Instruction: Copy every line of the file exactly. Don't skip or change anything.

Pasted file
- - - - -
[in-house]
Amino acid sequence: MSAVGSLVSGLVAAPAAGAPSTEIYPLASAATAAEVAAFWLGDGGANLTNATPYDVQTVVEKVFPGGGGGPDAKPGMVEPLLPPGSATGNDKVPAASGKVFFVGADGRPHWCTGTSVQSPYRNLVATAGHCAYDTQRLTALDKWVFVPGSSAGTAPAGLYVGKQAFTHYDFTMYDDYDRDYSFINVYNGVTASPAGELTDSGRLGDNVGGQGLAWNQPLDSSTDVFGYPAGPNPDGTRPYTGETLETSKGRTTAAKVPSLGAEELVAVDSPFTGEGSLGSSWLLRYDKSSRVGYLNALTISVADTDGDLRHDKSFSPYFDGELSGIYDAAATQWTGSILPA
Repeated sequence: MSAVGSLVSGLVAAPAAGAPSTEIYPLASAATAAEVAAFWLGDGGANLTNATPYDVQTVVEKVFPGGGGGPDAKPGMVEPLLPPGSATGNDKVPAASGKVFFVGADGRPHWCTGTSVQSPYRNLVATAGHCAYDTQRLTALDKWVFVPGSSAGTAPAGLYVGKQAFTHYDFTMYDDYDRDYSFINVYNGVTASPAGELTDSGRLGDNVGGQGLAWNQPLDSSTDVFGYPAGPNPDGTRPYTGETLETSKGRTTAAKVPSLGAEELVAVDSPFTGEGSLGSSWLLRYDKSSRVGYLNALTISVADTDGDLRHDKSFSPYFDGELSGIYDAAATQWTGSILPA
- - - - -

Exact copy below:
[in-house]
Amino acid sequence: MSAVGSLVSGLVAAPAAGAPSTEIYPLASAATAAEVAAFWLGDGGANLTNATPYDVQTVVEKVFPGGGGGPDAKPGMVEPLLPPGSATGNDKVPAASGKVFFVGADGRPHWCTGTSVQSPYRNLVATAGHCAYDTQRLTALDKWVFVPGSSAGTAPAGLYVGKQAFTHYDFTMYDDYDRDYSFINVYNGVTASPAGELTDSGRLGDNVGGQGLAWNQPLDSSTDVFGYPAGPNPDGTRPYTGETLETSKGRTTAAKVPSLGAEELVAVDSPFTGEGSLGSSWLLRYDKSSRVGYLNALTISVADTDGDLRHDKSFSPYFDGELSGIYDAAATQWTGSILPA
Repeated sequence: MSAVGSLVSGLVAAPAAGAPSTEIYPLASAATAAEVAAFWLGDGGANLTNATPYDVQTVVEKVFPGGGGGPDAKPGMVEPLLPPGSATGNDKVPAASGKVFFVGADGRPHWCTGTSVQSPYRNLVATAGHCAYDTQRLTALDKWVFVPGSSAGTAPAGLYVGKQAFTHYDFTMYDDYDRDYSFINVYNGVTASPAGELTDSGRLGDNVGGQGLAWNQPLDSSTDVFGYPAGPNPDGTRPYTGETLETSKGRTTAAKVPSLGAEELVAVDSPFTGEGSLGSSWLLRYDKSSRVGYLNALTISVADTDGDLRHDKSFSPYFDGELSGIYDAAATQWTGSILPA